I use the gritty mix (see JPs post above) for all my long term plantings. These include bonsai, plant's I'm growing on for bonsai, houseplants/cacti/succulents, and all other plants I expect to be in the same soil for 2 or more growth cycles. It's extremely long-lasting and because it holds good amounts of water while remaining highly aerated, very productive.

The gritty mix:





Thumbnail by tapla
Click the image for an enlarged view.

FertiSorb
Harvard, IL
(Zone 5a)

February 2, 2010
4:07 AM

Post #7520976

Al: I'm amazed at this thread's longevity. It's become the DG equivalent of Jarndyce v. Jarndyce (Dickens' Bleak House). Time to start a new thread.
Marilynbeth
Hebron, KY

February 2, 2010
5:17 AM

Post #7521241

Thanks JP for 're-posting' Al's gritty mix here.

Al,

Thanks for your information. No kids or turtles here (Grin), but I can use rocks on each corner.

I won't bother with the gritty mix (at least at this time), since I don't plant anything that won't last more than a growing season.

Could I have your thoughts regarding...

self watering containers http://www.gardeners.com/Self-Watering-Cortina-Planter/PotsPlanters_SelfWateringPlanters,38-601RS,default,cp.html

self watering conversion kits http://www.gardeners.com/Adjustable-Reservoir/PotsPlanters_SelfWateringPlanters,34-507RS,default,cp.html

self watering hanging baskets http://www.gardeners.com/Self-Watering-Hanging-Planter/PotsPlanters_HangingPlanters,34-368,default,cp.html

self watering container mix http://www.gardeners.com/Self-Watering-Container-Soil-Mix/PotsPlanters_SelfWateringPlanters,33-819,default,cp.html

all organic self watering container mix http://www.gardeners.com/Organic-Self-Watering-Mix/PotsPlanters_SelfWateringPlanters,37-798,default,cp.html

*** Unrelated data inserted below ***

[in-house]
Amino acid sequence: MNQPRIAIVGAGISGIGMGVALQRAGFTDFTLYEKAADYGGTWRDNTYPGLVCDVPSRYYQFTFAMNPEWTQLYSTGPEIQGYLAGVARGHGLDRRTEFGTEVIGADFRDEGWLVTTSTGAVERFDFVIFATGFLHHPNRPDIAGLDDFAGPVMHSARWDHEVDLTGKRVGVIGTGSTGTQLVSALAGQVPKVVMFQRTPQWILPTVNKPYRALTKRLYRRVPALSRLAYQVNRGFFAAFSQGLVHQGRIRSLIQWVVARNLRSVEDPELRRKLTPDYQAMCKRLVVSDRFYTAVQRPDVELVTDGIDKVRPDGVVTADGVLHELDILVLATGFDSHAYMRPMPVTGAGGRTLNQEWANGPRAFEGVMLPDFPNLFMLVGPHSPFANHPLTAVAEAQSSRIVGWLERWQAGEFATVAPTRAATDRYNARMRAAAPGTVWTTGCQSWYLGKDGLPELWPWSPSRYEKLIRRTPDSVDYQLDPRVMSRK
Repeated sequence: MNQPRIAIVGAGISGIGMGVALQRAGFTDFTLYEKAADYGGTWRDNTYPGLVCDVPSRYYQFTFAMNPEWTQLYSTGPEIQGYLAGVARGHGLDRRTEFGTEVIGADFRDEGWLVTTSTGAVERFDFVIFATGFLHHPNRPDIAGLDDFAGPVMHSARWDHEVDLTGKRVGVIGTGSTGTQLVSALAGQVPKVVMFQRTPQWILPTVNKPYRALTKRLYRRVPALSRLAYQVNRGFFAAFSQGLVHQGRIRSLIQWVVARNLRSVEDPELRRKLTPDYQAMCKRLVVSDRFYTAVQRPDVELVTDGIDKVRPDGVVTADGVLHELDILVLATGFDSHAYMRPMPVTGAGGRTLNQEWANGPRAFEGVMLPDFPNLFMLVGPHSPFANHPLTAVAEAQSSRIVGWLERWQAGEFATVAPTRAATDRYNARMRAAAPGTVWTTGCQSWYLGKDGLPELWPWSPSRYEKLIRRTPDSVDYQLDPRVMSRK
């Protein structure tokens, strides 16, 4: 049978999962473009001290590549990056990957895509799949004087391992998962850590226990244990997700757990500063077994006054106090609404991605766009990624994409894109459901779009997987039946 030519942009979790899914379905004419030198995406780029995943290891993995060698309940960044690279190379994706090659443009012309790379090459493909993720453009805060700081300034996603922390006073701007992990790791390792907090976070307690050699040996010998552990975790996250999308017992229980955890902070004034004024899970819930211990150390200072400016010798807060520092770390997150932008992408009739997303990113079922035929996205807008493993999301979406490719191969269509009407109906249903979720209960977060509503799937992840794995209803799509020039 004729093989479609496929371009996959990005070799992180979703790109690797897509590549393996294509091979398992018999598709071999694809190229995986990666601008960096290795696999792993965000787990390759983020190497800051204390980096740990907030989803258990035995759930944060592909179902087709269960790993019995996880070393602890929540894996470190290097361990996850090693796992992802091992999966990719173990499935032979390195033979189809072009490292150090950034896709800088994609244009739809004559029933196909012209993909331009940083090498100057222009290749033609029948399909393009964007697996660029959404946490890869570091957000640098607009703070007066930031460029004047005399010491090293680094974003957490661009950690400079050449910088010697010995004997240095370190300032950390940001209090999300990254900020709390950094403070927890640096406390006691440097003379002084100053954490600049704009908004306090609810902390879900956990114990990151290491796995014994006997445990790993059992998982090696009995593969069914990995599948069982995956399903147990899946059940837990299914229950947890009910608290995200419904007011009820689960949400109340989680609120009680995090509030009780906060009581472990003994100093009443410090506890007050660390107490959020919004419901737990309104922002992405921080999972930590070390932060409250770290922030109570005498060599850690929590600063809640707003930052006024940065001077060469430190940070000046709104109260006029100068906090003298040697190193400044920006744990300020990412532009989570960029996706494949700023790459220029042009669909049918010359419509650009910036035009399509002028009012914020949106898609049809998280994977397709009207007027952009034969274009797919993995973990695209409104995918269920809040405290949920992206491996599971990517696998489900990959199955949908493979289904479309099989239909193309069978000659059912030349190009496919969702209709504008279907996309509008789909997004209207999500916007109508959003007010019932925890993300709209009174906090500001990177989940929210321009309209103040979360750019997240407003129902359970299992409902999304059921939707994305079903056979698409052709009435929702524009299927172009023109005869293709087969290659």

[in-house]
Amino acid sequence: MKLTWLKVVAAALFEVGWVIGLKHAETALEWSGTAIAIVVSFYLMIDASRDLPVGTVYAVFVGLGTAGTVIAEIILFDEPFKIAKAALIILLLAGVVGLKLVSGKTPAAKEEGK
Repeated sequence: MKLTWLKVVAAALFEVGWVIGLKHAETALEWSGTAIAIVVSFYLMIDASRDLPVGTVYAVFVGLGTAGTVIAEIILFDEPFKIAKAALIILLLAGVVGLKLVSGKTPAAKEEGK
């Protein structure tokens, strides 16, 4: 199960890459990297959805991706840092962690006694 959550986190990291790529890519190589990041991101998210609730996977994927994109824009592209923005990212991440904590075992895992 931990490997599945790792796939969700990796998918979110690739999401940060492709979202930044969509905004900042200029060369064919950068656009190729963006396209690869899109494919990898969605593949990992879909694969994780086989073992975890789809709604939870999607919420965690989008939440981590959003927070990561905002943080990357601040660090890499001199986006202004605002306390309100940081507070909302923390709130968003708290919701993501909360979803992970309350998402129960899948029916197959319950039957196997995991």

Drought-Resistant Container Mix http://www.gardeners.com/Drought-Resistant-Container-Mix/SoilMixes_Cat2,31-306,default,cp.html
And/or do you have a mix (or which one of your mixes) for those kind of plants? I often grow Agastaches in a container (for one season), as well as, in the ground.

Vermont Compost Container Booster Mix http://www.gardeners.com/Container-Soil-Booster-Mix/SoilMixes_Cat2,31-571,default,cp.html

Hanging baskets with AquaSav Liners? http://www.gardeners.com/Flower-Baskets/FlowerPlanters_Cat,38-582RS,default,cp.html#

Hydro-Mats for containers and hanging baskets http://www.gardeners.com/Hydro-Mats/PotsPlanters_HangingPlanters,11614,default,cp.html

Thanks bunches!

Marilyn

tapla

tapla
Bay City, MI
(Zone 6a)

February 2, 2010
2:02 PM

Post #7521862

Thanks, Steve. My time has been limited lately, but I'll start a fresh thread later today. I posted the same thread at GW back in '05. It's still very active there and closing in on 1,500 posts. I'm surprised at the response, too.

MB - I wish I had the time to research each of the links you left me, but unfortunately, I have a plethora of other obligations, which is why I have to limit the number of topics I can discuss. If you would like to pick the most important questions that relate to soil, I'll be happy to answer them here; or, if you send me a Dmail with all the questions, I'll get to them - if you can be patient. Thanks for understanding.

Al

tapla

tapla
Bay City, MI
(Zone 6a)

February 2, 2010
4:52 PM

Post #7522453

Please find the continuation of this thread here: http://davesgarden.com/community/forums/t/1073399/

Thank you for your interest and participation.

Al
confussedlady
Columbus, OH

May 25, 2010
11:24 AM

Post #7826295

Tapla, Just deciding to use containers. Thank you for so much great info.